The 8 Best French Movies on Netflix this Winter

December 14, 2018   Learning French

There’s no translation for “Netflix and chill?” in French. “Tu veux chiller et regarder Netflix?” just doesn’t have the same ring to it… But if you haven’t discovered Netflix’s excellent French film selection, now’s the right time to start streaming! Netflix doesn’t have classic French movies on its streaming service, so if you’re searching for Godard or Truffaut films you’re out of luck. If you want to watch more contemporary French movies, however, there’s a fabulous collection of relatively recent releases that changes regularly. You can watch the works of some of France’s greatest living directors as well as get to know the country’s most famous actors and actresses. Below, you’ll find our favorite French films that will be streaming in the new year!


Trois souvenirs de ma jeunesse (My Golden Days)

This film is a great introduction to director Arnaud Desplechin’s work, and if you like it you can check out its critically acclaimed predecessor: My Sex Life… or How I Got into an Argument. The story is about an anthropologist who returns to France after several years abroad, and recalls memories from his “golden days.” Quentin Dolmaire and Lou Roy Lecollinet were both nominated for César awards for their acting in the film. Their performances are both wonderful and they have excellent on-screen chemistry.


L’Avenir (Things to Come)

If you don’t already love the beautiful Isabelle Huppert, you will after seeing this movie. She plays Nathalie, a middle-aged philosophy professor whose life changes when her husband leaves her for another women. Not much happens in way of plot, but if you like heart-wrenching emotional character studies, then this is the film for you.


Blue is the Warmest Color (La Vie d’Adele)

This movie has become notorious for its length (almost three hours!!) and its incredibly graphic sex scenes, but don’t let those factors deter you from watching it: it’s possibly the best coming-of-age movie out there. It also portrays French class dynamics interestingly: the main character, Adele, comes from a working-class background and must navigate the upper-class intellectual milieu of her lover, played by the wonderful Léa Seydoux.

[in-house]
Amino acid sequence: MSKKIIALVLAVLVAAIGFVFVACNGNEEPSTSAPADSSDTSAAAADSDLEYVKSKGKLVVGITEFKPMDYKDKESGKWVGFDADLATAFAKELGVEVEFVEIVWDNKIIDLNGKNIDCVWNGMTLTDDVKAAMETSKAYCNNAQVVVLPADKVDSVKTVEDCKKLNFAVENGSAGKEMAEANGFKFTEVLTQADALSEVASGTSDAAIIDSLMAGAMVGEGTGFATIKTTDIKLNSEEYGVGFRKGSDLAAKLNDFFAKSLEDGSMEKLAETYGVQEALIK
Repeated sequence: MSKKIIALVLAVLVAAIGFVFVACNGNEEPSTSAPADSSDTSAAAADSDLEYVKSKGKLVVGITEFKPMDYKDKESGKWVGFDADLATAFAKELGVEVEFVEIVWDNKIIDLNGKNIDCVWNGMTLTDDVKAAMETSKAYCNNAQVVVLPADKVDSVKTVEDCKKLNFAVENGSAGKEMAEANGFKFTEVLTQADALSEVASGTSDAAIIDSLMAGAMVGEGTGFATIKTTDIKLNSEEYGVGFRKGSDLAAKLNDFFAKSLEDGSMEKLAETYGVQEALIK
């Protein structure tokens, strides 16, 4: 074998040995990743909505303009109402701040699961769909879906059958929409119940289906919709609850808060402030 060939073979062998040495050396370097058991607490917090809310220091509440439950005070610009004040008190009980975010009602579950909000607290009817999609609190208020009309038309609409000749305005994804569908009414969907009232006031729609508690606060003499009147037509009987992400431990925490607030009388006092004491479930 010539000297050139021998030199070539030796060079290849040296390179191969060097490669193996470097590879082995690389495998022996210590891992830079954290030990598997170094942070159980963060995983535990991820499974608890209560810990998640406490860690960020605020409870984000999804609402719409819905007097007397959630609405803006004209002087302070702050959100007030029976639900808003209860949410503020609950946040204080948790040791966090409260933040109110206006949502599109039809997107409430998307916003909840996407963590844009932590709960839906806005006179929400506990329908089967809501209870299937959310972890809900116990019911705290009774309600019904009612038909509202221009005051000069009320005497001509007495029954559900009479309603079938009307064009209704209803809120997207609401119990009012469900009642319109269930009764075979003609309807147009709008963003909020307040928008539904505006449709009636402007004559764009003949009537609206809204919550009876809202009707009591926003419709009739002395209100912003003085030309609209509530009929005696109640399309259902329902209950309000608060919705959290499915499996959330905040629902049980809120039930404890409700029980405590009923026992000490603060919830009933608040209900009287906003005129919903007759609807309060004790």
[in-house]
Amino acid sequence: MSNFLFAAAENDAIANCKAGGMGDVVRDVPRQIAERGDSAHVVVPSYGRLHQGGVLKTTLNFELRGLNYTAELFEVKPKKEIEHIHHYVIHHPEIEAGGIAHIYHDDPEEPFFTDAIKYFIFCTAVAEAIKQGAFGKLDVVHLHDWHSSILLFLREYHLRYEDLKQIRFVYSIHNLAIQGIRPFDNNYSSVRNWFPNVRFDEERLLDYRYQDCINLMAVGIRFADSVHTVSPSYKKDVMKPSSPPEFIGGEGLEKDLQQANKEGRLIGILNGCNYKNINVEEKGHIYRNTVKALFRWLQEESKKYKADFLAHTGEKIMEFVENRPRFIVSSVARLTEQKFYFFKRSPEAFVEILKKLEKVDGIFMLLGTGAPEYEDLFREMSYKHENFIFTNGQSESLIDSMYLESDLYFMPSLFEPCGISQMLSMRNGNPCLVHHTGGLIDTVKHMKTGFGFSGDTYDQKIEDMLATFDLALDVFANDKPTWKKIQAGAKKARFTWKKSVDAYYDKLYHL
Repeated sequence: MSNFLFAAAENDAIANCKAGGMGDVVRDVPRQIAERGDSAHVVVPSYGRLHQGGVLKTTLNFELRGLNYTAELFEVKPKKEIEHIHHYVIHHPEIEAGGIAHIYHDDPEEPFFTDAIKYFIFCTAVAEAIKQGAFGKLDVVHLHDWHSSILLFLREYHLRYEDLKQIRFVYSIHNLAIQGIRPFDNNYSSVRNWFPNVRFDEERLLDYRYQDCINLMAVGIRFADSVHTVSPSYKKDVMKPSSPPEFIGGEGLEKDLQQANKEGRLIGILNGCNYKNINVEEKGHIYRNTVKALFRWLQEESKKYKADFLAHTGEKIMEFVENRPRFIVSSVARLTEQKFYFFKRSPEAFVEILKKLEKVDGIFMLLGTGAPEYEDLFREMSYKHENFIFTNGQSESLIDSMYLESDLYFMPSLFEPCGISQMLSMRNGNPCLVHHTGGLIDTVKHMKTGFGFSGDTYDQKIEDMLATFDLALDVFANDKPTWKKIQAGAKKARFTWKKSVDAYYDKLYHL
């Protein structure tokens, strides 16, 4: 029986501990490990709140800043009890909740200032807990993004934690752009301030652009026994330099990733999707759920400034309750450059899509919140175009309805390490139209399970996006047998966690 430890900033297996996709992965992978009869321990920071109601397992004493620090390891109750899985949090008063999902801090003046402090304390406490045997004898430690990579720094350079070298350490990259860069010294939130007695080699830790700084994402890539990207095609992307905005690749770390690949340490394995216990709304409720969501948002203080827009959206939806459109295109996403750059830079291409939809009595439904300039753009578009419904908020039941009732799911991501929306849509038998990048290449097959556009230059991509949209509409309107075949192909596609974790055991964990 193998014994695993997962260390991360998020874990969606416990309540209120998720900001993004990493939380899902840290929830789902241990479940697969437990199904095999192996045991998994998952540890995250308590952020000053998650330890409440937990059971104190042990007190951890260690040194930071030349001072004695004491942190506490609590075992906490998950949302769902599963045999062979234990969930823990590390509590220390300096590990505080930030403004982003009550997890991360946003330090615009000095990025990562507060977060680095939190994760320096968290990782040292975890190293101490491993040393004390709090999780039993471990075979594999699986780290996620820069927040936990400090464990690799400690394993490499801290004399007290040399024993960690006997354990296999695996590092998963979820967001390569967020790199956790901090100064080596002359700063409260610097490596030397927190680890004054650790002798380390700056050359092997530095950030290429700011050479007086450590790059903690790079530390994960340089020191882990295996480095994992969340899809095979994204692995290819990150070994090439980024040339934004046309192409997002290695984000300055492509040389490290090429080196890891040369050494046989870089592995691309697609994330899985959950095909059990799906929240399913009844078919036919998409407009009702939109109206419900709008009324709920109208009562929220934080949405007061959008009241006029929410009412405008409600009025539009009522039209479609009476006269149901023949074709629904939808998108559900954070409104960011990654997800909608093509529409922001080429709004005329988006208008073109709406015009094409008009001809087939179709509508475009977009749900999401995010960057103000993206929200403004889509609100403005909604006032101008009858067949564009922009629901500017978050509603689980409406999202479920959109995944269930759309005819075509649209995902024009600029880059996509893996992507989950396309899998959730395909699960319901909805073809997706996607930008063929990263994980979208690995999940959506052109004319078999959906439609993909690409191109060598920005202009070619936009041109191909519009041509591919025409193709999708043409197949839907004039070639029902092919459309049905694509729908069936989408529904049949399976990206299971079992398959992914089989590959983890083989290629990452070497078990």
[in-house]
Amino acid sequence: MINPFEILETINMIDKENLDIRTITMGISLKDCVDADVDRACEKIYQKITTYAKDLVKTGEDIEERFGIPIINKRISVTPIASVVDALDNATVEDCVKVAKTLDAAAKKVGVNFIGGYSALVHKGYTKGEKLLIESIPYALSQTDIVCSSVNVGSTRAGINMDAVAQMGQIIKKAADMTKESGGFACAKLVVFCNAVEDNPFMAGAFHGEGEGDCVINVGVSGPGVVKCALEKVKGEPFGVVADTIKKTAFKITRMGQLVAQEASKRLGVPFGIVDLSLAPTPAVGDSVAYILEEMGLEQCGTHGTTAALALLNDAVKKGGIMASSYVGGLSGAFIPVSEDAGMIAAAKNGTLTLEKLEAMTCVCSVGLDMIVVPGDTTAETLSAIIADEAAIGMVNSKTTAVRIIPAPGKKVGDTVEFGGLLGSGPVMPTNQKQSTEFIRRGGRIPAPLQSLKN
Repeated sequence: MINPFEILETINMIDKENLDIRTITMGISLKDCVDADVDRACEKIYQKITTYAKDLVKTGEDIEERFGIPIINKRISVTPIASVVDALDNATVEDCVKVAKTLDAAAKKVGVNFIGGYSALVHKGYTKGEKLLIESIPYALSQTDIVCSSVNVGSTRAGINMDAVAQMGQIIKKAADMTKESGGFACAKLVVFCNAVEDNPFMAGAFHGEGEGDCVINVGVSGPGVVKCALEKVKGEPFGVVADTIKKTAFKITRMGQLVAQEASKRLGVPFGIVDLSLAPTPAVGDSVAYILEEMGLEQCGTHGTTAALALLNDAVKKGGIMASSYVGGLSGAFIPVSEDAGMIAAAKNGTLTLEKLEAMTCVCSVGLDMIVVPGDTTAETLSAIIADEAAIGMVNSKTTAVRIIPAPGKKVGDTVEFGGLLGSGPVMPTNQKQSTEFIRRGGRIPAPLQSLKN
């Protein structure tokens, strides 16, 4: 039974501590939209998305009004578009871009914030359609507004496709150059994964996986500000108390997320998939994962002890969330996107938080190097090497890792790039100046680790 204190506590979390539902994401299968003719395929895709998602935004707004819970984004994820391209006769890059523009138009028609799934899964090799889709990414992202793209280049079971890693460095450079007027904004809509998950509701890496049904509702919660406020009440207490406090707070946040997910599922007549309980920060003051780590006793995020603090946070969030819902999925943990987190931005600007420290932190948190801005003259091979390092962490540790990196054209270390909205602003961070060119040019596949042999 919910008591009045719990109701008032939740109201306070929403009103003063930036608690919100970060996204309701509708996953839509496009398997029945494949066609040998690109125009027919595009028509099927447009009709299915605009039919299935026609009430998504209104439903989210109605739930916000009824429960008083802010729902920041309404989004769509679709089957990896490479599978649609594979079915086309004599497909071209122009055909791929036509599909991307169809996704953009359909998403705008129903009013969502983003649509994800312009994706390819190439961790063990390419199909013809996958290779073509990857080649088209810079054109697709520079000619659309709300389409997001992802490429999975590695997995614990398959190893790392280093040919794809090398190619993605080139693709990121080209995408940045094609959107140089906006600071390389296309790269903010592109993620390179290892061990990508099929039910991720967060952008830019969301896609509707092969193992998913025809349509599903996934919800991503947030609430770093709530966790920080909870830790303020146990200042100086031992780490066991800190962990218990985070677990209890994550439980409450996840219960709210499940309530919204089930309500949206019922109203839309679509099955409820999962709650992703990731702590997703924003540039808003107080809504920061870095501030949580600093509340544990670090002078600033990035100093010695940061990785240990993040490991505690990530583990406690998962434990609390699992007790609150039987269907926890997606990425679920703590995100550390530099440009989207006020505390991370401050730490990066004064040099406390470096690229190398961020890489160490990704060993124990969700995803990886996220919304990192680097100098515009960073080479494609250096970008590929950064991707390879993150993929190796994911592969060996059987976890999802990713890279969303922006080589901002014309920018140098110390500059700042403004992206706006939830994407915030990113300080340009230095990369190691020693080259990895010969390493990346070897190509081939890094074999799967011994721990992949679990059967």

Faces Places (Visages Villages)

In this film, Agnes Varda, one of France’s greatest living female directors, along with the famous street artist JR travel to villages throughout France, creating portraits of the villages’ residents. It’s the only documentary on on our list, and we highly recommend it because you’ll be able to hear a variety of different regional French accents.



This comedy is loosely based on the life of Florence Foster Jenkins, a women who only wanted to sing opera even though she had no talent whatsoever. Catherine Frot, who plays Jenkins, won the César award for Best Actress for her performance in the film. Meryl Streep starred in a biopic about Jenkins a year after Marguerite was released, but we think the French film is the more entertaining of the two.



Divines is about Dounia, a high schooler who wants to become rich and famous. With her best friend Maimouna, she quits her vocational high school and the two become apprentices to a local drug dealer. We highly recommend this film, but it may not be for you if you don’t enjoy violent movies.


La Tête Haute (Standing Tall)

We’ll watch almost any movie starring Catherine Deneuve, and in this critically acclaimed film she plays a judge who tries to help a violent teenager recover from his traumatic childhood. Rod Paradot stars as the troubled teen and won the César for this breakthrough role.



Bertrand Bonello, one of France’s most famous contemporary directors, wrote and directed Nocturama. The film is about a group of millennials from different social backgrounds, who decide to revolt violently in Paris. The film is not only a highly-suspenseful thriller, but also offers an interesting portrait of contemporary French society.


By Sophia Millman

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